Best of North Country Spiders: Snipe Bloa

The Snipe Bloa is one of those flies that has a palpable energy, even when it’s resting in the palm of your hand. I think I prefer James Leisenring’s take on this pattern, the Light Snipe and Yellow, which uses Primrose silk, a fine gold wire rib, and snipe undercovert. This version (you can find many iterations of the Snipe Bloa; Pritt lists two) is taken from Sylvester Lister. It’s also called the Snipe and Yellow. Yellow Sallies, Sulphurs, Dorothea, Summer Stenos — the answer is “yes.”

Snipe Bloa

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Hook: Dry or wet fly, 16-20
Silk: Yellow
Hackle: Small darkish feather from under snipe’s wing
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Tying Notes: No snipe? No worries. Starling is your friend. This is a fast, simple tie. You can find a general North Country spider video tutorial here.

Best of North Country Spiders: Grey Partridge (Grey Watchet)

My interest in North Country Spiders is twofold: that they’re cool (traditional, sparse, elegant, simple), and that so many of them translate well to our streams here in the U.S. Like the Grey Partridge. I first saw this pattern in Syl Nemes’ Two Centuries of Soft-Hackled Flies. Nemes saw it in T.E. Pritt’s North Country Flies. Now I’m sharing it with you. This pattern doesn’t get a lot of juice, but it makes a darned good Light Cahill. Just ask the trout.

Grey Partridge (Grey Watchet)

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Hook: Dry or wet fly, 12-16
Silk: Straw
Hackle: A light feather from a Partridge’s breast
Head: Peacock herl
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Tying Notes: If you’re going for authenticity, tie the head in first and finish the fly behind the hackle. I used two strands of herl spun on thread for this fly; you can see the technique in my Drowned Ant video here. Next, attach and wind the hackle rearward. (It take s little practice.) Wind the silk body and finish. You can find a general North Country spider video tutorial here.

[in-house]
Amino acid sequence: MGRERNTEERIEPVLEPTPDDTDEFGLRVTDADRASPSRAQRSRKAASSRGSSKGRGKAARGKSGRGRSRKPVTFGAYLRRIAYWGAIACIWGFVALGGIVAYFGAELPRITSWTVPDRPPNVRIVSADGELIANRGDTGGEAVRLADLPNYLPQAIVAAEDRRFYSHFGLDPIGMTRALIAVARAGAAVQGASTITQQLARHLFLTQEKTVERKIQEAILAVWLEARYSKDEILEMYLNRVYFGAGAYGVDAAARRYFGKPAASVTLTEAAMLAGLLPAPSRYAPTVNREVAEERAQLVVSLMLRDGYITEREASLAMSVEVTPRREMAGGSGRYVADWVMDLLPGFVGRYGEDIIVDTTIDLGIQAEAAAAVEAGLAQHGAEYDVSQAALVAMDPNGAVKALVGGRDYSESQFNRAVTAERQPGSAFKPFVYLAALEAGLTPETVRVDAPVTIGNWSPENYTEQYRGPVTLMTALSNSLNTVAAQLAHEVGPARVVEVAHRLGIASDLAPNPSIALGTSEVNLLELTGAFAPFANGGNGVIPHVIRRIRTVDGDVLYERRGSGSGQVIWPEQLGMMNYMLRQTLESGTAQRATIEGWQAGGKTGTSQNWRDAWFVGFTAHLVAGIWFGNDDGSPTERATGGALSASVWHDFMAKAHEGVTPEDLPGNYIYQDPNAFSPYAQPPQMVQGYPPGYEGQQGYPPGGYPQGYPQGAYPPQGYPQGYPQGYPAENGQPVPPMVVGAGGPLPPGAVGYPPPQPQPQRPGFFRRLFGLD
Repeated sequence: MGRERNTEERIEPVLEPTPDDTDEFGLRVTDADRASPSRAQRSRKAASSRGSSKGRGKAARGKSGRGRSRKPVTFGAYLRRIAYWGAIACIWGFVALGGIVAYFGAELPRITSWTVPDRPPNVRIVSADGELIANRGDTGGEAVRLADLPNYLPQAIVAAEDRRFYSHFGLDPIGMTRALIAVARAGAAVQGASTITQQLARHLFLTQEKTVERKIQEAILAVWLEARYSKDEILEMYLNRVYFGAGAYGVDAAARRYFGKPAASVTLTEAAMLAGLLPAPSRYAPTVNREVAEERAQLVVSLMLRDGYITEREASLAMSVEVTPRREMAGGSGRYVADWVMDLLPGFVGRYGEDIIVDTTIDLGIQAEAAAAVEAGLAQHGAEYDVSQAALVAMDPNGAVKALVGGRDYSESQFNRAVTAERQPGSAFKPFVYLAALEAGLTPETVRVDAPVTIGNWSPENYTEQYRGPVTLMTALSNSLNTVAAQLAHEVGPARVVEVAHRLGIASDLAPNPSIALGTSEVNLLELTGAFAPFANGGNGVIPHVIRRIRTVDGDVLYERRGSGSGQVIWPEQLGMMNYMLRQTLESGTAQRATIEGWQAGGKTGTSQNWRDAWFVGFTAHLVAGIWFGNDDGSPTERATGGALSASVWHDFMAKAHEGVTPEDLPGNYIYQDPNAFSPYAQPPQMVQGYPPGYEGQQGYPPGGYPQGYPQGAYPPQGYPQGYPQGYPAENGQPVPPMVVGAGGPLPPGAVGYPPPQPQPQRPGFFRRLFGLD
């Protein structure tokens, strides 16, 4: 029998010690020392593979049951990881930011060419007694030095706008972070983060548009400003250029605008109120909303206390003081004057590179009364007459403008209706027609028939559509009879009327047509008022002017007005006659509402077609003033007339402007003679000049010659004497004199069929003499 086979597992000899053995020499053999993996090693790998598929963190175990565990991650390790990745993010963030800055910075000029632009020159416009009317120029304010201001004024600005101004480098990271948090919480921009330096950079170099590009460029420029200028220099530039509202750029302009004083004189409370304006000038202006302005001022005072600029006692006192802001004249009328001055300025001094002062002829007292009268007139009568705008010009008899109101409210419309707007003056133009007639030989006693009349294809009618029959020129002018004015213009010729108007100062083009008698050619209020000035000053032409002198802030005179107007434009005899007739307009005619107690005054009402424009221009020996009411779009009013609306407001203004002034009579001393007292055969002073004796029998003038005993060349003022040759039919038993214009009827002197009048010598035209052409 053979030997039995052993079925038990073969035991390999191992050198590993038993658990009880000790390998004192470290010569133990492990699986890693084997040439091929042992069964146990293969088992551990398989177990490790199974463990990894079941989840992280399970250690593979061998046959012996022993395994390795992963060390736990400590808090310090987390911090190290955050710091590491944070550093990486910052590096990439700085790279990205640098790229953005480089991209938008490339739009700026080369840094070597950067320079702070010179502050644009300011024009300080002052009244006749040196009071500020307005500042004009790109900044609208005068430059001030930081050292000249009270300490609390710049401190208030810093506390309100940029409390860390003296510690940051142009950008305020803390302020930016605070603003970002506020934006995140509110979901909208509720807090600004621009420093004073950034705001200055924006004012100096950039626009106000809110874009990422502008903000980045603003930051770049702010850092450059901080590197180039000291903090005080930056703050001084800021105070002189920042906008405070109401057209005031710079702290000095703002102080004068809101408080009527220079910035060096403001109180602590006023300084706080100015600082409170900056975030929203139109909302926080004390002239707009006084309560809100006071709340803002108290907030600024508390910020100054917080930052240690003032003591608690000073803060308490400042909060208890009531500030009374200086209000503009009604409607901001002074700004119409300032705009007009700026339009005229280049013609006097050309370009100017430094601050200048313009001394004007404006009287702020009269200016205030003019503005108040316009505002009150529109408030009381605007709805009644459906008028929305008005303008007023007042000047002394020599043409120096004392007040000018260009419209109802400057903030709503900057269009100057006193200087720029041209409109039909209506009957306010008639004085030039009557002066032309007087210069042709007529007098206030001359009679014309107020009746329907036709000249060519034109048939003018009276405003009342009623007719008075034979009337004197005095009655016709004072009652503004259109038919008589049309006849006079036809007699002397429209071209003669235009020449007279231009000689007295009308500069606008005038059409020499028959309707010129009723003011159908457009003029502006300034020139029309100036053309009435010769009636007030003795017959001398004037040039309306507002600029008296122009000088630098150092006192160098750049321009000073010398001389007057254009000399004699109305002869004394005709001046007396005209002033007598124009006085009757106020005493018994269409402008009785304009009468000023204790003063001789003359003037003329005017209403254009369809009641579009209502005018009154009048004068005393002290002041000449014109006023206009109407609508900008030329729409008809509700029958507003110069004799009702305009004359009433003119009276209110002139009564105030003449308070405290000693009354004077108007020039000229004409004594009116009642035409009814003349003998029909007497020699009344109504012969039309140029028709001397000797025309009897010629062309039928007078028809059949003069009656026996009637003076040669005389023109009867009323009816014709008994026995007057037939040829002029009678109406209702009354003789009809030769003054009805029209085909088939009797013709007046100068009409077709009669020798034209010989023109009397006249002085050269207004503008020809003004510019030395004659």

Housy Trout & Smallies in the March/April issue of Eastern Fly Fishing

Hot off the presses: “Upper Housatonic River, CT — The Smallmouth River That Thinks It’s A Trout Stream.” You can read it in the March/April issue of Eastern Fly Fishing. You’ll find a little river history, a little reconnoiter, some trout and smallie basics, and a couple of my favorite Housy fly patterns. Oh. It’s also a pretty good read (said the author modestly). I believe you can get a copy at matchthehatch.com.

Where we set out to prove the O.W. Holmes quote, “There’s no tonic like the Housatonic.”

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Book Review: “The Hunt for Giant Trout” by Landon Mayer

Well now — who doesn’t want to catch a giant trout? My first encounter with such a creature came in the early 1970s on CT’s Salmon River: twenty-three and one-half inches of malevolent brown beast. Its perfectly formed paddle fins and striking colors indicated that this was a holdover of at least several seasons. I just happened to be the kid who stuck it.

Yes, I’m addicted. Not quite as big as that Salmon River fish, but within trophy range. Farmington River, September 2018.

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Catching a giant trout changes you, and once you decide to pursue them you realize that big fish really are different — one of the many instructive points author Landon Mayer makes in his new book, The Hunt For Giant Trout — 25 Best Places in the United States to Catch a Trophy.

The Hunt For Giant Trout is divided into two sections: Strategies & Techniques, and The Fisheries. Strategies & Techniques is loaded with information on giant trout behavior and how-to (from reading water to fighting tactics). As a seasoned angler, I often judge fly fishing books from the perspective of: tell me stuff I don’t already know. There’s plenty of that in the first section, and I’m always delighted to discover how much I still have to learn.

The Fisheries takes you on a tour of 25 locations where you can fulfill your quest. I like that Mayer involves locals (some big names in there!) in each writeup; who knows the water better than someone who fishes it a hundred days a year? Included are favorite patterns and recipes, from bulky articulated streamers to midge nymphs. (As a fly tying nerd I’m always curious about what other people are tying and throwing.)